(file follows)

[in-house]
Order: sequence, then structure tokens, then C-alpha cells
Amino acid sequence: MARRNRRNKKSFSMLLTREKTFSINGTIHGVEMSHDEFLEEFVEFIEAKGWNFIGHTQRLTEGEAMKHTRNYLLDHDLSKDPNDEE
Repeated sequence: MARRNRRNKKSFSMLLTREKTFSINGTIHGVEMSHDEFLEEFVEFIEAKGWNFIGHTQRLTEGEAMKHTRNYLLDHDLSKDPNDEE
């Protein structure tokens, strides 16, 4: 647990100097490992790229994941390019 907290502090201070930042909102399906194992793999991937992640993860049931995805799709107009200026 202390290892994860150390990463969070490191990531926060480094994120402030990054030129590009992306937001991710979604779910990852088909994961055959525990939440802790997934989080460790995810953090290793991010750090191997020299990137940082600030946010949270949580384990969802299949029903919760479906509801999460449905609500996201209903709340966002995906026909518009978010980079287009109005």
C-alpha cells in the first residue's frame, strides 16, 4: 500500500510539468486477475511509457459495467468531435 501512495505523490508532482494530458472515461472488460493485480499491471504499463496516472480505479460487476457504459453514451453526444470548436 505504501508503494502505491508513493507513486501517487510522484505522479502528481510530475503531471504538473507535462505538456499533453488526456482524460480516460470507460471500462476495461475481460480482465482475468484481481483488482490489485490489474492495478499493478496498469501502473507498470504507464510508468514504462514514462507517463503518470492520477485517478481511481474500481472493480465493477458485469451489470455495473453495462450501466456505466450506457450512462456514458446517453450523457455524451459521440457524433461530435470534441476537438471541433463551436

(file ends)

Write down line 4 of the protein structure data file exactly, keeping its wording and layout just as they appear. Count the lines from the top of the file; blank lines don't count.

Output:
Repeated sequence: MARRNRRNKKSFSMLLTREKTFSINGTIHGVEMSHDEFLEEFVEFIEAKGWNFIGHTQRLTEGEAMKHTRNYLLDHDLSKDPNDEE